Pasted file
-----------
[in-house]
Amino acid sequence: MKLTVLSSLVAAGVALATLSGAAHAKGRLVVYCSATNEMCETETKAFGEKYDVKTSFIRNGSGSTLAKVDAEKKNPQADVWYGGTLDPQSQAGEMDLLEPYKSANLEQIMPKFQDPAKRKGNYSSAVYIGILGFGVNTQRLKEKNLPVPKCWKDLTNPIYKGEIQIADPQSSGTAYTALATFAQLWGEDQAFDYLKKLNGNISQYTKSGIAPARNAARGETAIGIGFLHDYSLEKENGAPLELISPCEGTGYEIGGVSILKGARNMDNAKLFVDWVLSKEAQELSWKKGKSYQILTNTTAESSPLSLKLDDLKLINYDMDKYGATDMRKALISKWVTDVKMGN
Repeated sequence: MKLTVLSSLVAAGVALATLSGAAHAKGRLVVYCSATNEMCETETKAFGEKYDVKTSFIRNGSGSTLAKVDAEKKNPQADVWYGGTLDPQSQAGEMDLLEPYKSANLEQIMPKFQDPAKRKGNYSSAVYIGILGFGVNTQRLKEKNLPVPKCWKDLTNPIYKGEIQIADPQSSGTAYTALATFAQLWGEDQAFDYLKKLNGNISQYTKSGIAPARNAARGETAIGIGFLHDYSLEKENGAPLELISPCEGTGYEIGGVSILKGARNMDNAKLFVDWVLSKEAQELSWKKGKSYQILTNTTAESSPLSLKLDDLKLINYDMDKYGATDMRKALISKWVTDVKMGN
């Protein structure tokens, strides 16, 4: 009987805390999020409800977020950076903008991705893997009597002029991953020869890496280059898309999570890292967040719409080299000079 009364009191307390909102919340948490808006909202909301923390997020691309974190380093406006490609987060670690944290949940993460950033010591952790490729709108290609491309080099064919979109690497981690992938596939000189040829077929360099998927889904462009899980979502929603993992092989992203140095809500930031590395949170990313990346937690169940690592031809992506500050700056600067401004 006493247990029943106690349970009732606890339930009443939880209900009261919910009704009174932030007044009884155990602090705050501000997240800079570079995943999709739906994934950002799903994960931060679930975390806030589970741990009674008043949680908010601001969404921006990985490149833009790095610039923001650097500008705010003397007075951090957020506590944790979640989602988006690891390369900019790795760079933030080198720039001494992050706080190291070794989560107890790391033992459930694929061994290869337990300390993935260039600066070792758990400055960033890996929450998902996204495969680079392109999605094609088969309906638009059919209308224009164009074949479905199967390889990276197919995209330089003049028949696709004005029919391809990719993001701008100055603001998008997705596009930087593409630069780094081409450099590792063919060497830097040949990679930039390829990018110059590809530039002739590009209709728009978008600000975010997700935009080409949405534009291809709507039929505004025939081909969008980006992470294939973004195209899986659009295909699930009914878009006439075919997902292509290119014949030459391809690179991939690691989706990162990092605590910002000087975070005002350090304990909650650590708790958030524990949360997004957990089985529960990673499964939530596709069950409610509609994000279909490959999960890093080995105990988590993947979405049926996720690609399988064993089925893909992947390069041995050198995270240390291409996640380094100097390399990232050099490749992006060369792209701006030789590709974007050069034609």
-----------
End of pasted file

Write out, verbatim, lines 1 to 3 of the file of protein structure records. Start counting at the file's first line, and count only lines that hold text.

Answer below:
[in-house]
Amino acid sequence: MKLTVLSSLVAAGVALATLSGAAHAKGRLVVYCSATNEMCETETKAFGEKYDVKTSFIRNGSGSTLAKVDAEKKNPQADVWYGGTLDPQSQAGEMDLLEPYKSANLEQIMPKFQDPAKRKGNYSSAVYIGILGFGVNTQRLKEKNLPVPKCWKDLTNPIYKGEIQIADPQSSGTAYTALATFAQLWGEDQAFDYLKKLNGNISQYTKSGIAPARNAARGETAIGIGFLHDYSLEKENGAPLELISPCEGTGYEIGGVSILKGARNMDNAKLFVDWVLSKEAQELSWKKGKSYQILTNTTAESSPLSLKLDDLKLINYDMDKYGATDMRKALISKWVTDVKMGN
Repeated sequence: MKLTVLSSLVAAGVALATLSGAAHAKGRLVVYCSATNEMCETETKAFGEKYDVKTSFIRNGSGSTLAKVDAEKKNPQADVWYGGTLDPQSQAGEMDLLEPYKSANLEQIMPKFQDPAKRKGNYSSAVYIGILGFGVNTQRLKEKNLPVPKCWKDLTNPIYKGEIQIADPQSSGTAYTALATFAQLWGEDQAFDYLKKLNGNISQYTKSGIAPARNAARGETAIGIGFLHDYSLEKENGAPLELISPCEGTGYEIGGVSILKGARNMDNAKLFVDWVLSKEAQELSWKKGKSYQILTNTTAESSPLSLKLDDLKLINYDMDKYGATDMRKALISKWVTDVKMGN